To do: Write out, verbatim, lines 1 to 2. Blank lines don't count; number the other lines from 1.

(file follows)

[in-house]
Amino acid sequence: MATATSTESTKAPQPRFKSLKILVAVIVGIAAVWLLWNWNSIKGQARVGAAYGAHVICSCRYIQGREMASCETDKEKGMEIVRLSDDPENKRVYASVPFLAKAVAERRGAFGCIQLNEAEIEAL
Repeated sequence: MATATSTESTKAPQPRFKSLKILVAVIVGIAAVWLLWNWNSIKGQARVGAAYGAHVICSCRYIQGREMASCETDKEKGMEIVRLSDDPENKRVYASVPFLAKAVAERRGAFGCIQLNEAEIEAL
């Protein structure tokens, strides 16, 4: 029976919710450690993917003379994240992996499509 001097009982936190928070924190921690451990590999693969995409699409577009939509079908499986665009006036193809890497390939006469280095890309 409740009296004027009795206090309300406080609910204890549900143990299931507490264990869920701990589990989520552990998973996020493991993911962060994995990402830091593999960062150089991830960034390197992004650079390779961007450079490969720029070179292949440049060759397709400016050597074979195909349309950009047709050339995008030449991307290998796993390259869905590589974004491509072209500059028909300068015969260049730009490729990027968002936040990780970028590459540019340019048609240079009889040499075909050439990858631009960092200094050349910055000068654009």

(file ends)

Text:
[in-house]
Amino acid sequence: MATATSTESTKAPQPRFKSLKILVAVIVGIAAVWLLWNWNSIKGQARVGAAYGAHVICSCRYIQGREMASCETDKEKGMEIVRLSDDPENKRVYASVPFLAKAVAERRGAFGCIQLNEAEIEAL